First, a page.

River Walk

By Dick Narvett

Helen counted the wooden slats on the walkway, stopping when she reached dead center on the abandoned bridge. Here, at the highest and deepest point, she leaned over the railing and stared down at the shadowy waters rushing beneath her. She had made this walk to the river numerous times before, but tonight was different.

Helen shifted her gaze upriver where the water roared over the old dam creating whitecaps at its base. She could see her life being played out in the churning foam… the turbulent rise and fall.


That a handsome fellow like Eddie would show any interest in her had been a dream. All through high school, it was her girlfriends, not her, that gushed about their latest romantic escapades. Then she met Eddie and everything changed. He made her come alive, made her believe that she was more than she was. For this, he deserved her all and she gladly gave it.

How quickly joy had turned to sorrow. Helen soon realized this was no fairy tale and Eddie no prince. Her mother had warned her from the start, but what did Mom know? How dare she judge them when her own marriage was such a disaster?

But Mom had been right. As the mystique of her relationship with Eddie wore off, deception, suspicion and bitterness crept in. The past year had taken its toll both mentally and physically. The river had become her friend, growing more inviting with each trip.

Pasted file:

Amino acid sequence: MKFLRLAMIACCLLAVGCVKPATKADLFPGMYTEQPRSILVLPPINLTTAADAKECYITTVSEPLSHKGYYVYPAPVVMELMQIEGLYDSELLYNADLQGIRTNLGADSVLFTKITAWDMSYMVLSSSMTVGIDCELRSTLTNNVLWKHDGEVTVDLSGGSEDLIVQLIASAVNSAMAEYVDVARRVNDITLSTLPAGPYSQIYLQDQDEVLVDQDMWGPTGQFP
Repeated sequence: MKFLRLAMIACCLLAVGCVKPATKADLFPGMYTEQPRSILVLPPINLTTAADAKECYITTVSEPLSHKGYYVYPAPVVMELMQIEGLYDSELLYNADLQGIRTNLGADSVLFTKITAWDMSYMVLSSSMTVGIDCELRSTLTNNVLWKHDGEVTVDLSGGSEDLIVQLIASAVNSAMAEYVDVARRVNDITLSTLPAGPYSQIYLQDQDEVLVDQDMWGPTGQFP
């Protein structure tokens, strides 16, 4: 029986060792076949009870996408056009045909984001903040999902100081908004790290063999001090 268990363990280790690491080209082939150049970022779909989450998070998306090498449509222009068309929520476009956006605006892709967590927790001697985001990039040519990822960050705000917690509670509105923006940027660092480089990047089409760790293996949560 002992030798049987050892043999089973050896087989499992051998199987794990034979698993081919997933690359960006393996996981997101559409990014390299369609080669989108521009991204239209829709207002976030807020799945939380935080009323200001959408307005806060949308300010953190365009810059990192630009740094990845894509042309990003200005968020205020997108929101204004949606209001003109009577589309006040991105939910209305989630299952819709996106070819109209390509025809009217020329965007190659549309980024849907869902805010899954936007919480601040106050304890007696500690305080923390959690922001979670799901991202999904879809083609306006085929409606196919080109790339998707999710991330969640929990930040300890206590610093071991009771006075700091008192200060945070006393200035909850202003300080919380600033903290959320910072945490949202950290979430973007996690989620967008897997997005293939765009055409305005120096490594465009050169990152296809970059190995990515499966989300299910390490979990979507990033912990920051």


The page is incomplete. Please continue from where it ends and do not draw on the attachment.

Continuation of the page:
A chill ran through Helen’s body. She had left without a jacket and her soft-knit, empire dress offered little protection against the coolness of this October night. She could only imagine how frigid the waters would be. A flood of feelings washed over her. There would be no indecision this time.

Sensing another presence, Helen glanced down the walkway. A large figure approached, wearing jeans and a tattered jacket. When the older, dark-skinned man reached the center of the bridge he raised two fingers to the brim of his fedora.

“Eve’nin, ma’am.”

Helen made no response. She looked back toward the river. The man took a few steps past her, stopped and turned around.

“If I may … a young woman in your condition ought not to be out here in this cold.”

Helen turned to face him.

The man looked up to the heavens. “Sure is a fine night though… a great night to be alive!”

Helen gave a slight nod. The beginnings of a smile crept over her face as the man continued on his way. She too looked skyward, where a dazzling array of stars framed a bright orange, harvest moon. She felt strangely calm. Taking a deep breath, she turned from the railing and began walking back the way she came.

The river would have to wait … at least for now. 


Dick Narvett retired from a life in international business and independent film acting. He currently lives in rural Pennsylvania, where he writes flash fiction and poetry.

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